A growing sense of, not panic, perhaps, but certainly concern is enveloping the MotoGP paddock in Qatar. The ever unstable weather is forcing the series organizers to make contingency plans for every possible scenario the conditions in the desert may throw up. Heavy rains which have been sweeping across the peninsula have made it uncertain how and when the race is to be held. It could be Sunday night in the wet, it could be Sunday afternoon, it could even be Monday.
Despite the bizarre weather – hailstones fell in the afternoon, then a downpour flooded the country in the night – practice has been pretty much unaffected. The advantage of rain in the desert is that it dries up pretty quickly when it stops. The track was a little dirtier when the MotoGP bikes took to the track for FP2 at 6pm, but it was still dry when FP3 ended, nearly four hours later.
The downpour only started at 1am, and stopped an hour later. Which suggests that the weather is weird enough for all of the emergency planning being made to be in vain, and qualifying and the race will take place as planned, in the dry, with no disruption. Still, not preparing for the possibility is a sure-fire guarantee that it will rain.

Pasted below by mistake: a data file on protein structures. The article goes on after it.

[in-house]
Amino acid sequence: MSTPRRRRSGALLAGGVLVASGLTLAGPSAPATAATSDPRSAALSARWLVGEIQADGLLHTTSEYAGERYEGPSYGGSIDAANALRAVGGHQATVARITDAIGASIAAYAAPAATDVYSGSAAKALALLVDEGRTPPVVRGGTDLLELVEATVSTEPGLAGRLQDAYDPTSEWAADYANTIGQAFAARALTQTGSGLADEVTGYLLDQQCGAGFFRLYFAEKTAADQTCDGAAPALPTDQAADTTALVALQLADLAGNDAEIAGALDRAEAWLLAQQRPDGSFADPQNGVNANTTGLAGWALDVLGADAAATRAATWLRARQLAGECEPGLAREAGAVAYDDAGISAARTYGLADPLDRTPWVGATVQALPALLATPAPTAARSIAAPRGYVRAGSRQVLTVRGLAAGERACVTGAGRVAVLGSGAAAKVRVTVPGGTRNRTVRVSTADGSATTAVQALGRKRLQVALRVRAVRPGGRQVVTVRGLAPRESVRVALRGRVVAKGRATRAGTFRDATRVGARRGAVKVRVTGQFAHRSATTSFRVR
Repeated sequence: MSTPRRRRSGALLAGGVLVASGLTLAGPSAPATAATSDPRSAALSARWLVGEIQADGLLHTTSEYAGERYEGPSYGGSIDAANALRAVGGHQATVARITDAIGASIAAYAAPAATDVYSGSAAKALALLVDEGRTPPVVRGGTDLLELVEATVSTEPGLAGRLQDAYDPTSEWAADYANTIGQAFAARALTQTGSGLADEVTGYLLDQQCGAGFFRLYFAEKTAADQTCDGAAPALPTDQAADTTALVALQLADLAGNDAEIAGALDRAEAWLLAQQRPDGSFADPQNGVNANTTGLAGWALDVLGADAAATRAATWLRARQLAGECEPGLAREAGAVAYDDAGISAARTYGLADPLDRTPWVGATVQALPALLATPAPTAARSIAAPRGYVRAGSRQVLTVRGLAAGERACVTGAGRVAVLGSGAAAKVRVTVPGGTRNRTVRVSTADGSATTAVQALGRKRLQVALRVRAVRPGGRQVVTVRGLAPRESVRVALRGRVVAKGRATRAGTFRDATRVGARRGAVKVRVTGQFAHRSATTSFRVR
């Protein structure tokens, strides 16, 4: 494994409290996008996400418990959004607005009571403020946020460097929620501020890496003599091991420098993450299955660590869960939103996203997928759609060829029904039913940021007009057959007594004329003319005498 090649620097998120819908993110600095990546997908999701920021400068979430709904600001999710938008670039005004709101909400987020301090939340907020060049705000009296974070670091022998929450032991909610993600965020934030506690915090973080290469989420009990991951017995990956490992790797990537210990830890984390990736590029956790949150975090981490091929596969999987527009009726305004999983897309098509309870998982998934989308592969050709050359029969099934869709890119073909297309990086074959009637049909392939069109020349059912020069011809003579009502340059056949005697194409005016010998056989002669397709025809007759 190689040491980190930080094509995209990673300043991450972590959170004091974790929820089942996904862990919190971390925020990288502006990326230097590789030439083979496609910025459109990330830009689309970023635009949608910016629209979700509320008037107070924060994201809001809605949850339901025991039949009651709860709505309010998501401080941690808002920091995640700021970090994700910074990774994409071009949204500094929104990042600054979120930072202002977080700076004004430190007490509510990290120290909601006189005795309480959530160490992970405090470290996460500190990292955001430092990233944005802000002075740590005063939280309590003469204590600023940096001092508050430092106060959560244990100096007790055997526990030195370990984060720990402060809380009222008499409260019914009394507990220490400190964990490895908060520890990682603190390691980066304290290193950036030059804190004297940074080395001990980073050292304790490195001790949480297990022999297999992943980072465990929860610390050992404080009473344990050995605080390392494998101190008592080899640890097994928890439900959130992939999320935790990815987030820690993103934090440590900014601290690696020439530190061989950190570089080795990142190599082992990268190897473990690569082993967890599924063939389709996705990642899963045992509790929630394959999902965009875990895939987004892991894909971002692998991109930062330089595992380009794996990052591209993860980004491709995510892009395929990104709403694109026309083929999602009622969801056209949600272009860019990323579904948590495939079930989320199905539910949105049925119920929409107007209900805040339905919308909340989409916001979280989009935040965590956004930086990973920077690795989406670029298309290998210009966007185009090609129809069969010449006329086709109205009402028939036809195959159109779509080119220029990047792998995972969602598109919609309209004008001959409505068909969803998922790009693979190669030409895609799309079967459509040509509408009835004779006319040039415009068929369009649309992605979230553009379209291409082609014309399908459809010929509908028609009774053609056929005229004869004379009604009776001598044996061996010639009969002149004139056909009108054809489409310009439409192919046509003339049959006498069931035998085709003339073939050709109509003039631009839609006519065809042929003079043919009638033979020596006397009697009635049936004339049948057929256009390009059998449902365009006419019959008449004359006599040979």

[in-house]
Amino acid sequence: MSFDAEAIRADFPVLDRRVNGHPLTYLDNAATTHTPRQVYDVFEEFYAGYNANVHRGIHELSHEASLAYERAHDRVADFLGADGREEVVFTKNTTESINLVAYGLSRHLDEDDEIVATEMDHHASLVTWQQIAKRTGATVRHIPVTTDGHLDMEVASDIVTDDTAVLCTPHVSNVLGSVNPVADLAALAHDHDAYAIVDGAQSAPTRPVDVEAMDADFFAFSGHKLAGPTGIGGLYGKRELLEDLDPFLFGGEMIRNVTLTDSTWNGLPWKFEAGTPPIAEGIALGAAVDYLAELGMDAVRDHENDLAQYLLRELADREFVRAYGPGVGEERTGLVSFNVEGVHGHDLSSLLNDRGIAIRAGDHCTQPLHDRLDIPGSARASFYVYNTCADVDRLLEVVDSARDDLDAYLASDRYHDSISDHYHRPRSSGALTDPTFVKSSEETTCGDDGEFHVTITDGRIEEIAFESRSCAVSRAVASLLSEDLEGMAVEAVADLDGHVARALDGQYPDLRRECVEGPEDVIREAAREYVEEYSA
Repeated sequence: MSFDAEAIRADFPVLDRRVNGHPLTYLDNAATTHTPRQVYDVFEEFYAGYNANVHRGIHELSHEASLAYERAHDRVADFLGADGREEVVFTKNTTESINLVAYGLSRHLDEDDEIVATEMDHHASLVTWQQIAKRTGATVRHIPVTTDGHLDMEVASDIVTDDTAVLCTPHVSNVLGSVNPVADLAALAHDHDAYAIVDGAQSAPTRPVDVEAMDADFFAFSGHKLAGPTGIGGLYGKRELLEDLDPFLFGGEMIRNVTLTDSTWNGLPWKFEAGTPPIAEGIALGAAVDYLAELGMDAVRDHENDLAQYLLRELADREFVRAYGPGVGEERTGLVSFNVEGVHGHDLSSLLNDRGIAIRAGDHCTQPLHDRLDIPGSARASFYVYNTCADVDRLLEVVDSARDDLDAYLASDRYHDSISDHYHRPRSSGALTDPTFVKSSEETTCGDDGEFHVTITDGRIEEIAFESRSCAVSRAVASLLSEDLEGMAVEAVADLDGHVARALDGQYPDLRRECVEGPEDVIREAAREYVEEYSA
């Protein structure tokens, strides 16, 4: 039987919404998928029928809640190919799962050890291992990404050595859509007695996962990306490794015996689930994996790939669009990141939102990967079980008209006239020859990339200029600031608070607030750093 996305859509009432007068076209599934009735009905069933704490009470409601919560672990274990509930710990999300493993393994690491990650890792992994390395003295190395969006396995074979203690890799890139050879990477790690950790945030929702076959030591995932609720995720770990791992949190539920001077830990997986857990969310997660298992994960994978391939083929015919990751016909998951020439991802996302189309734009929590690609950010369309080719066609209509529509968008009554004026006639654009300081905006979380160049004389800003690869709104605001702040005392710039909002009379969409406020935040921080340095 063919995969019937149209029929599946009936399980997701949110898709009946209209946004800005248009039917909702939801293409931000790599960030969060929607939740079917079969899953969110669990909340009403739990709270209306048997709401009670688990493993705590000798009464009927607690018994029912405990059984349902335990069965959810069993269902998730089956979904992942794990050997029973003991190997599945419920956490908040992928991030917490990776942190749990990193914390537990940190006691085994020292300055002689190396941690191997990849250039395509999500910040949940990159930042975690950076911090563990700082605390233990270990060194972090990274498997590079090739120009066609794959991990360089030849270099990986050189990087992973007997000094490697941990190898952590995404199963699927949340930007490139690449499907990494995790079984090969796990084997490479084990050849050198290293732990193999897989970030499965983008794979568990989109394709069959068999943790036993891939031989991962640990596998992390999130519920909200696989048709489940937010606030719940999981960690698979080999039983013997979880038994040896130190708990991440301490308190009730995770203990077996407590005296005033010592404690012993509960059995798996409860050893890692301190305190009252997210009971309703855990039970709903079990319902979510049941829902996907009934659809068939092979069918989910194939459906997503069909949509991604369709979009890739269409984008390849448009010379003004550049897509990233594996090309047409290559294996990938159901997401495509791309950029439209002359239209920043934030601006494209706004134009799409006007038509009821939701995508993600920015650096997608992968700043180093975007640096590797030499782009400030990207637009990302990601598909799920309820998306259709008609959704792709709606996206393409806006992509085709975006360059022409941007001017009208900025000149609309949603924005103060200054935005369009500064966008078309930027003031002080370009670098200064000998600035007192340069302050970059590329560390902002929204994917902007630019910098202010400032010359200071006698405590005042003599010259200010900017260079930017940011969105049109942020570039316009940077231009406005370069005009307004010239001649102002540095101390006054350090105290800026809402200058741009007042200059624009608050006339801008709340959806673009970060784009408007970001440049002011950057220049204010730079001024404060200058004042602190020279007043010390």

A big box of surprises
A dry track was a blessing for all concerned. Above all, for those of us left hungry for more after just a single session of MotoGP action on Thursday. The weird schedule of Qatar, stretching the event over four days instead of three, means that Free Practice sessions get split up unevenly over several days, but Friday brought us a double helping of MotoGP. And quite the sessions they were. There was something for almost everyone.
It started at 6pm with FP2. That session gave hints of an intriguing year to come: Maverick Viñales had his first crash in Yamaha service – though there some reports that the Spaniard fell at the private test in Sepang – putting an end to his run of seeming invincibility. The crash was entirely his own fault, he explained. "I was totally off line. I just braked late and said, 'OK, I will go into the corner anyway.'" Too much lean angle on a dirty part of the track meant that down he went, and up he came again unhurt.